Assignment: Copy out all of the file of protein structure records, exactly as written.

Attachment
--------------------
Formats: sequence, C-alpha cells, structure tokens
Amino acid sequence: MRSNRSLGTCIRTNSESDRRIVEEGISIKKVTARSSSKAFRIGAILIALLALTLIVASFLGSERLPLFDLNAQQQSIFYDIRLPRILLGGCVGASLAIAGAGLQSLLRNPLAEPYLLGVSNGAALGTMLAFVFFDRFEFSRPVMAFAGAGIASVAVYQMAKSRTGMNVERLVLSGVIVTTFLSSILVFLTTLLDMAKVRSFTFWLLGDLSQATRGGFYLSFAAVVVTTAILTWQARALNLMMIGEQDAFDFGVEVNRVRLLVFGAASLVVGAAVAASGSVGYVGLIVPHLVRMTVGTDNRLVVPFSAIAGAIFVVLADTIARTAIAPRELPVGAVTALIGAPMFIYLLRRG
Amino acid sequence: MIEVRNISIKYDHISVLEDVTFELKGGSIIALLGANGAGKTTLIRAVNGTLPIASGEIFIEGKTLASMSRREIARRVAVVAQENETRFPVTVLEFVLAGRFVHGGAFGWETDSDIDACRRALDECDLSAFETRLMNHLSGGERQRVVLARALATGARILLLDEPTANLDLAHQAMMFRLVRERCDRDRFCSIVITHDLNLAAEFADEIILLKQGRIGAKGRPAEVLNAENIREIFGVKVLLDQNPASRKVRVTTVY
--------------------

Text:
Formats: sequence, C-alpha cells, structure tokens
Amino acid sequence: MRSNRSLGTCIRTNSESDRRIVEEGISIKKVTARSSSKAFRIGAILIALLALTLIVASFLGSERLPLFDLNAQQQSIFYDIRLPRILLGGCVGASLAIAGAGLQSLLRNPLAEPYLLGVSNGAALGTMLAFVFFDRFEFSRPVMAFAGAGIASVAVYQMAKSRTGMNVERLVLSGVIVTTFLSSILVFLTTLLDMAKVRSFTFWLLGDLSQATRGGFYLSFAAVVVTTAILTWQARALNLMMIGEQDAFDFGVEVNRVRLLVFGAASLVVGAAVAASGSVGYVGLIVPHLVRMTVGTDNRLVVPFSAIAGAIFVVLADTIARTAIAPRELPVGAVTALIGAPMFIYLLRRG
Amino acid sequence: MIEVRNISIKYDHISVLEDVTFELKGGSIIALLGANGAGKTTLIRAVNGTLPIASGEIFIEGKTLASMSRREIARRVAVVAQENETRFPVTVLEFVLAGRFVHGGAFGWETDSDIDACRRALDECDLSAFETRLMNHLSGGERQRVVLARALATGARILLLDEPTANLDLAHQAMMFRLVRERCDRDRFCSIVITHDLNLAAEFADEIILLKQGRIGAKGRPAEVLNAENIREIFGVKVLLDQNPASRKVRVTTVY